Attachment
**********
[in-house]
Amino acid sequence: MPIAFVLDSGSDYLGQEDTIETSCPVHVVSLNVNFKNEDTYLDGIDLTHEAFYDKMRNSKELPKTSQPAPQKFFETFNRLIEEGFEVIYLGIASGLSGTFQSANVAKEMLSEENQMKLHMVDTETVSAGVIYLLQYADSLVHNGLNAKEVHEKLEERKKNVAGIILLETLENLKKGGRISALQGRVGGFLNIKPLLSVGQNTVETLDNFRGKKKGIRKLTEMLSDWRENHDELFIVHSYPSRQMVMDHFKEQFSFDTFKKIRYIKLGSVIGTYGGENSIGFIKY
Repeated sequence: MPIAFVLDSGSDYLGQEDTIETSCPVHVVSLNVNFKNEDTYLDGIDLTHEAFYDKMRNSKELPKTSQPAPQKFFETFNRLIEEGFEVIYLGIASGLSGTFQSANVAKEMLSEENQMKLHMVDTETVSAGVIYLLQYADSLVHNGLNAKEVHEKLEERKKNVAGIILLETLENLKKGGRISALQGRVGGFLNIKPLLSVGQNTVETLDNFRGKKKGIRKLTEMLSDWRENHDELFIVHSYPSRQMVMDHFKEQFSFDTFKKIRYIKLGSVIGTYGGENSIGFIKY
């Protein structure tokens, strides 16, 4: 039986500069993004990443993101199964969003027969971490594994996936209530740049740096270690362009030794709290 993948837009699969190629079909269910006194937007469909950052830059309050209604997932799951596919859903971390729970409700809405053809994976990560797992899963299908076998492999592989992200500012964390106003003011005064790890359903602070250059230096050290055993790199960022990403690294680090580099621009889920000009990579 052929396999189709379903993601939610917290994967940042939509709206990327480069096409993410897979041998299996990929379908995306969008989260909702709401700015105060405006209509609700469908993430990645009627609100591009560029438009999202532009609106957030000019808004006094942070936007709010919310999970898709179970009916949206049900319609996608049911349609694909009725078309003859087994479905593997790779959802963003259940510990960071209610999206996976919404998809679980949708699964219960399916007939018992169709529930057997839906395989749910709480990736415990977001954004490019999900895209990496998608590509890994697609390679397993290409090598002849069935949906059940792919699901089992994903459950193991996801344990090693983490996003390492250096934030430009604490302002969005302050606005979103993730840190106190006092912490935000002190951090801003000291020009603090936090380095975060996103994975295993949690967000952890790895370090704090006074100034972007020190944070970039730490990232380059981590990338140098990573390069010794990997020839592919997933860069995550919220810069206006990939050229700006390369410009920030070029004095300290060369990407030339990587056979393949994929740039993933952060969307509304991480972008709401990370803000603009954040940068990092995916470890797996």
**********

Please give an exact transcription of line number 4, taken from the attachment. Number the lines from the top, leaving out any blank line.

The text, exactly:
């Protein structure tokens, strides 16, 4: 039986500069993004990443993101199964969003027969971490594994996936209530740049740096270690362009030794709290 993948837009699969190629079909269910006194937007469909950052830059309050209604997932799951596919859903971390729970409700809405053809994976990560797992899963299908076998492999592989992200500012964390106003003011005064790890359903602070250059230096050290055993790199960022990403690294680090580099621009889920000009990579 052929396999189709379903993601939610917290994967940042939509709206990327480069096409993410897979041998299996990929379908995306969008989260909702709401700015105060405006209509609700469908993430990645009627609100591009560029438009999202532009609106957030000019808004006094942070936007709010919310999970898709179970009916949206049900319609996608049911349609694909009725078309003859087994479905593997790779959802963003259940510990960071209610999206996976919404998809679980949708699964219960399916007939018992169709529930057997839906395989749910709480990736415990977001954004490019999900895209990496998608590509890994697609390679397993290409090598002849069935949906059940792919699901089992994903459950193991996801344990090693983490996003390492250096934030430009604490302002969005302050606005979103993730840190106190006092912490935000002190951090801003000291020009603090936090380095975060996103994975295993949690967000952890790895370090704090006074100034972007020190944070970039730490990232380059981590990338140098990573390069010794990997020839592919997933860069995550919220810069206006990939050229700006390369410009920030070029004095300290060369990407030339990587056979393949994929740039993933952060969307509304991480972008709401990370803000603009954040940068990092995916470890797996």